This ruling suggests that doctrinal provisions in the governing documents of religious schools may not be enough to fend off IRS challenges to tax-exempt status if the IRS or the courts conclude that the right of same-sex couples to marry is a fundamental and compelling public policy. During the oral arguments last month before the Supreme Court, Justice Alito asked the Solicitor General (who was arguing that same-sex couples have a constitutional right to marry) if the Bob Jones University ruling would result in the loss of tax-exempt status of any religious school that opposed same-sex marriage. The Solicitor General responded, “it’s certainly going to be an issue.”
The same logic could apply to churches themselves if the Supreme Court rules that same-sex marriage is a fundamental right enshrined in the Constitution. In one chapter of a book published last year by Cambridge University Press, a law school professor suggested that churches that engage in any discriminatory practices involving sex, sexual identity, or sexual orientation should be denied tax-exempt status. This would include the Roman Catholic Church, based on its refusal to ordain female priests, and any church that discriminates against persons based on sexual orientation or sexual identity. Like Bob Jones University, they would be free to continue their discriminatory practice, but at the cost of losing their tax-exempt status.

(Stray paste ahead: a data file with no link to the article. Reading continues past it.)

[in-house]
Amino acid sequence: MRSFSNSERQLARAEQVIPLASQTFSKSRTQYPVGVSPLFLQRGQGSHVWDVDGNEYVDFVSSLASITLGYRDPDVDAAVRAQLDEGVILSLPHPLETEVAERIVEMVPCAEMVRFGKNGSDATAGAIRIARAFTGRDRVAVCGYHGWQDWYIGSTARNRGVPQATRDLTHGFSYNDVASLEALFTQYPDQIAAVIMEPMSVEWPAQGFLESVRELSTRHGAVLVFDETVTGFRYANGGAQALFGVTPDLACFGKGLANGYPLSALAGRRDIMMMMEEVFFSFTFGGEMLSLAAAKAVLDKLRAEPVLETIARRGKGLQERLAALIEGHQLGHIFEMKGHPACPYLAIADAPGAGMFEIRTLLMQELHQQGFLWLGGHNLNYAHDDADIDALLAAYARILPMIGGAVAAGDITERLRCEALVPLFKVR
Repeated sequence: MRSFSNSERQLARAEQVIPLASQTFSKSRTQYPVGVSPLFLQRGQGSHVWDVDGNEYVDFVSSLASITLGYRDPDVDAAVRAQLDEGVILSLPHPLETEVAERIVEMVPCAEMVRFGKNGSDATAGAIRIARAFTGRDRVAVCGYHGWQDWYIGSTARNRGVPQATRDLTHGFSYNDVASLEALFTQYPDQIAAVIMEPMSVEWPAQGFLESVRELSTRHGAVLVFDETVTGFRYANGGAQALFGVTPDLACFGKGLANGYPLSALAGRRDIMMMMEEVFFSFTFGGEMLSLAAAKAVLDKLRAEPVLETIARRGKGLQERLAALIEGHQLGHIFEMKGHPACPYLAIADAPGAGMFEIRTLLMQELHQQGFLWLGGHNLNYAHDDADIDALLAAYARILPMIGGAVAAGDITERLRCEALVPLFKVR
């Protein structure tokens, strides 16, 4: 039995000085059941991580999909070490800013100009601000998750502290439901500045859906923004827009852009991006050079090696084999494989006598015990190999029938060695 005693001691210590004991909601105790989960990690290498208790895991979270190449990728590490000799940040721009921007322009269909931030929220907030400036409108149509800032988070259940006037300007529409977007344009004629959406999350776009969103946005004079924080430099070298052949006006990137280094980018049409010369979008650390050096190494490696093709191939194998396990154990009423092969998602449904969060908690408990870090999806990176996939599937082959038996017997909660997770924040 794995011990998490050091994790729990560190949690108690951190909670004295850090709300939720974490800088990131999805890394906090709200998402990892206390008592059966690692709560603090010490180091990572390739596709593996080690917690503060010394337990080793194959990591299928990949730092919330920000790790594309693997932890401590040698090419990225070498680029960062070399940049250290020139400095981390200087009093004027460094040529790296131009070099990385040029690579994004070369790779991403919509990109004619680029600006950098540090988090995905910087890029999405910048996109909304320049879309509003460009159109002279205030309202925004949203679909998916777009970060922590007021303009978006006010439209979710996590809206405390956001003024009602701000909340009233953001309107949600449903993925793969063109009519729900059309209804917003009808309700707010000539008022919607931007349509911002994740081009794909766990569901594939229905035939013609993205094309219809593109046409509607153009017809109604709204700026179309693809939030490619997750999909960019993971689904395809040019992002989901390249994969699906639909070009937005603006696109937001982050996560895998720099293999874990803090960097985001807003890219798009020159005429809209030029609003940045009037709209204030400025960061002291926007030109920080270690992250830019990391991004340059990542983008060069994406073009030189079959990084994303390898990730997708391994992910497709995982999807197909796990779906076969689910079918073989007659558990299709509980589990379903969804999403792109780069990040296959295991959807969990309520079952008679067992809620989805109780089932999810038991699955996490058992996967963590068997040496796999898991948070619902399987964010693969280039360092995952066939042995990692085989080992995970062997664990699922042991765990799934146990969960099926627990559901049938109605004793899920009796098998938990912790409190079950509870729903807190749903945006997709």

It is doubtful that such a result could be avoided by a provision in a church’s bylaws defining marriage as a union between a man and woman. Remember that the Supreme Court upheld the revocation of the tax-exempt status of Bob Jones University based on its racially discriminatory policies even though those policies were based on the university’s religious beliefs.
The bottom line is that including a statement in a church’s bylaws defining marriage may be of some help should the church’s tax exemptions be challenged, or if the church is sued for violating a public accommodations law due to its refusal to host same-sex marriages, but it is no guaranty of protection.
Watch for updates on the Supreme Court’s ruling on ChurchLawAndTax.com, and upcoming issues of Church Law & Tax Report. Our sister publications are also following the upcoming ruling. Christianity Today, the nonprofit media ministry that publishes ChurchLawAndTax.com and Church Law & Tax Report, provides more information about its position on same-sex marriage on this Christianity Today magazine topic page.